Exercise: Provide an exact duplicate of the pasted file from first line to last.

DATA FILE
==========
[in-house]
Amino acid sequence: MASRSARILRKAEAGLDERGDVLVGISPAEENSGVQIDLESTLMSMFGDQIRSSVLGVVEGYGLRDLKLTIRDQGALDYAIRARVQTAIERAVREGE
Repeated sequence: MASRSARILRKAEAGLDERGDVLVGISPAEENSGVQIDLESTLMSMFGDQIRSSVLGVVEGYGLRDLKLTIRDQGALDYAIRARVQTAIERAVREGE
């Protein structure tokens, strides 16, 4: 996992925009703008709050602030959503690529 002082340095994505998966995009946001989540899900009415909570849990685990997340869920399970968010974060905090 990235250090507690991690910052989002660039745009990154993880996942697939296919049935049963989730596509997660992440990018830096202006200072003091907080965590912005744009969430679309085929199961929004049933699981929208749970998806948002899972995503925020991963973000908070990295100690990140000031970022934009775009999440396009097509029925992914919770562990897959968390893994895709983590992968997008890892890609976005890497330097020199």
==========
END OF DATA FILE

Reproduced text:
[in-house]
Amino acid sequence: MASRSARILRKAEAGLDERGDVLVGISPAEENSGVQIDLESTLMSMFGDQIRSSVLGVVEGYGLRDLKLTIRDQGALDYAIRARVQTAIERAVREGE
Repeated sequence: MASRSARILRKAEAGLDERGDVLVGISPAEENSGVQIDLESTLMSMFGDQIRSSVLGVVEGYGLRDLKLTIRDQGALDYAIRARVQTAIERAVREGE
């Protein structure tokens, strides 16, 4: 996992925009703008709050602030959503690529 002082340095994505998966995009946001989540899900009415909570849990685990997340869920399970968010974060905090 990235250090507690991690910052989002660039745009990154993880996942697939296919049935049963989730596509997660992440990018830096202006200072003091907080965590912005744009969430679309085929199961929004049933699981929208749970998806948002899972995503925020991963973000908070990295100690990140000031970022934009775009999440396009097509029925992914919770562990897959968390893994895709983590992968997008890892890609976005890497330097020199």